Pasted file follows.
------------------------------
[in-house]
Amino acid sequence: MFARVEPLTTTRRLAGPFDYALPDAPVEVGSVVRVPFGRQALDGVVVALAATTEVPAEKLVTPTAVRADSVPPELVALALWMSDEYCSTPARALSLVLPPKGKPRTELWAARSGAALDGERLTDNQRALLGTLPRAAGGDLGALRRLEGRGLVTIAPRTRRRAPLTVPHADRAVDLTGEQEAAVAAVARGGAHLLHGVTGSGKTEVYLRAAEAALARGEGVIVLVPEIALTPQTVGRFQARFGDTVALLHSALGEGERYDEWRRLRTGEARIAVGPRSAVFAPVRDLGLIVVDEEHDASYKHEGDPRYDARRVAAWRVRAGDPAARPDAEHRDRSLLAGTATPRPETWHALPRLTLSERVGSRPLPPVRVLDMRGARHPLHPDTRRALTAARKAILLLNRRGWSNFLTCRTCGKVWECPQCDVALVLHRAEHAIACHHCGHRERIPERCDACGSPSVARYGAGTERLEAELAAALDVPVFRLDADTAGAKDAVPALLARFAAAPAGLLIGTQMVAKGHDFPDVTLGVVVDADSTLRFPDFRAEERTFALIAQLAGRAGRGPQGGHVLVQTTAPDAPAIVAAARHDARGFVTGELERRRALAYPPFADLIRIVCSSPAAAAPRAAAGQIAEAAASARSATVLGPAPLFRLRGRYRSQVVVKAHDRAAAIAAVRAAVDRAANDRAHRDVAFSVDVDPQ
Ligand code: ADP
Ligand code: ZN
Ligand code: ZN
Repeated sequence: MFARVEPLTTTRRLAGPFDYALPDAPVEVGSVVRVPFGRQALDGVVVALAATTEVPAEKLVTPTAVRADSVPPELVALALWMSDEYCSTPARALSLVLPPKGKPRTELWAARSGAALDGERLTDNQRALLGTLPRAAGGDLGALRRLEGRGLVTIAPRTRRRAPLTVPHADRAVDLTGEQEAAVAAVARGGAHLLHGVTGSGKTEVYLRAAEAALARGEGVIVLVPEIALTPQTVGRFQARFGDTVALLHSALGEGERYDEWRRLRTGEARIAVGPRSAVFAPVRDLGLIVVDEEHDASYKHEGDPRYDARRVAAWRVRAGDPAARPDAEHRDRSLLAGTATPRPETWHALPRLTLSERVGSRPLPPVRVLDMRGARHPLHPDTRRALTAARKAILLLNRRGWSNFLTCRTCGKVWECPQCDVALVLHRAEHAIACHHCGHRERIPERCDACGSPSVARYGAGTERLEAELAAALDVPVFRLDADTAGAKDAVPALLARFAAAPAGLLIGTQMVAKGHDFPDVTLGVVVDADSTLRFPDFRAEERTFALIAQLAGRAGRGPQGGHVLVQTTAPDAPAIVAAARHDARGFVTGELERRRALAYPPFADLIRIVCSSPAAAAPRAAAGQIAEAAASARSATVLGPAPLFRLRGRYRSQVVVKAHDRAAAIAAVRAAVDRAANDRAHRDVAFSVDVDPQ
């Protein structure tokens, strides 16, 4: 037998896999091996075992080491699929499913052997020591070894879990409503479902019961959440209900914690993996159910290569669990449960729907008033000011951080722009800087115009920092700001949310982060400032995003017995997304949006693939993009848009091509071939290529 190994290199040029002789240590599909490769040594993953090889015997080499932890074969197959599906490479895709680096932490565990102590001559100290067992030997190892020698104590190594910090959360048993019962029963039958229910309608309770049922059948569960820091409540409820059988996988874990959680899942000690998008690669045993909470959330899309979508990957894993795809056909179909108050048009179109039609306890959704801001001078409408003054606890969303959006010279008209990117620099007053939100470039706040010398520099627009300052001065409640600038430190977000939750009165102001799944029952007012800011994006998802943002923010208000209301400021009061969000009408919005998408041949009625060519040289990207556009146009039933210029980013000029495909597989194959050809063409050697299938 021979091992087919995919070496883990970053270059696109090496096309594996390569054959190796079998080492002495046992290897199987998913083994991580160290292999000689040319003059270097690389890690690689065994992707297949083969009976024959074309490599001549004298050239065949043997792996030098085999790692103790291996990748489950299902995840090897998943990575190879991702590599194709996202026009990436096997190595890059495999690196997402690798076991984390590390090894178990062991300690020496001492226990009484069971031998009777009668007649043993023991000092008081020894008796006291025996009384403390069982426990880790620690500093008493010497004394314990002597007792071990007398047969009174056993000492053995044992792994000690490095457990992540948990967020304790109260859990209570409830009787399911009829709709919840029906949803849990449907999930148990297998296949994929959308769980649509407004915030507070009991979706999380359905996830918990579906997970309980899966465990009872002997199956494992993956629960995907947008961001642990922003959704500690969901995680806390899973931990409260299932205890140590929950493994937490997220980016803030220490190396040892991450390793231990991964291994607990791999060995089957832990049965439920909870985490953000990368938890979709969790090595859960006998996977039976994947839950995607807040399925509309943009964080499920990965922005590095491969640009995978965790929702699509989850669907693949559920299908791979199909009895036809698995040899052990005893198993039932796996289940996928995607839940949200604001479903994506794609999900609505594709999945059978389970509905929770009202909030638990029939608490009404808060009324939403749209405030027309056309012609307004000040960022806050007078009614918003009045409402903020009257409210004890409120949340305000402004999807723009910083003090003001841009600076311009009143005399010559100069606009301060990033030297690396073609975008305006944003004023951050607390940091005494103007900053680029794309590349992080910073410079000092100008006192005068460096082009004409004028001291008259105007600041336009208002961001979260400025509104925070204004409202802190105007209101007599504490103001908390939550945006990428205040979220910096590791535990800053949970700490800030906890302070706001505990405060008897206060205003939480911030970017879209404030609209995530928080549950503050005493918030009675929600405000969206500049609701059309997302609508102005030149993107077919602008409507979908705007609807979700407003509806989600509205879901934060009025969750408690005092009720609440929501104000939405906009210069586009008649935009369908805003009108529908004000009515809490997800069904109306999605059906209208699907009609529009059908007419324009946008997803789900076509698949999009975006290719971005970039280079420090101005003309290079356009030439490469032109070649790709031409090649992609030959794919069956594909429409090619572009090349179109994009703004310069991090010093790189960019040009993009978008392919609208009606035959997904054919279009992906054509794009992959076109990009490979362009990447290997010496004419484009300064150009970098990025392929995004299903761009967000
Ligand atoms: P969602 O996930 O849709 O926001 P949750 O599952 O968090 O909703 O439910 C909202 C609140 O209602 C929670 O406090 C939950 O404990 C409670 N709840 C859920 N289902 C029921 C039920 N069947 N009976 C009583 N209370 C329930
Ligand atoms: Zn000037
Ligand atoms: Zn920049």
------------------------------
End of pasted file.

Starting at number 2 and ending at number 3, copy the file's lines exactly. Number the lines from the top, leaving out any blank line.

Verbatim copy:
Amino acid sequence: MFARVEPLTTTRRLAGPFDYALPDAPVEVGSVVRVPFGRQALDGVVVALAATTEVPAEKLVTPTAVRADSVPPELVALALWMSDEYCSTPARALSLVLPPKGKPRTELWAARSGAALDGERLTDNQRALLGTLPRAAGGDLGALRRLEGRGLVTIAPRTRRRAPLTVPHADRAVDLTGEQEAAVAAVARGGAHLLHGVTGSGKTEVYLRAAEAALARGEGVIVLVPEIALTPQTVGRFQARFGDTVALLHSALGEGERYDEWRRLRTGEARIAVGPRSAVFAPVRDLGLIVVDEEHDASYKHEGDPRYDARRVAAWRVRAGDPAARPDAEHRDRSLLAGTATPRPETWHALPRLTLSERVGSRPLPPVRVLDMRGARHPLHPDTRRALTAARKAILLLNRRGWSNFLTCRTCGKVWECPQCDVALVLHRAEHAIACHHCGHRERIPERCDACGSPSVARYGAGTERLEAELAAALDVPVFRLDADTAGAKDAVPALLARFAAAPAGLLIGTQMVAKGHDFPDVTLGVVVDADSTLRFPDFRAEERTFALIAQLAGRAGRGPQGGHVLVQTTAPDAPAIVAAARHDARGFVTGELERRRALAYPPFADLIRIVCSSPAAAAPRAAAGQIAEAAASARSATVLGPAPLFRLRGRYRSQVVVKAHDRAAAIAAVRAAVDRAANDRAHRDVAFSVDVDPQ
Ligand code: ADP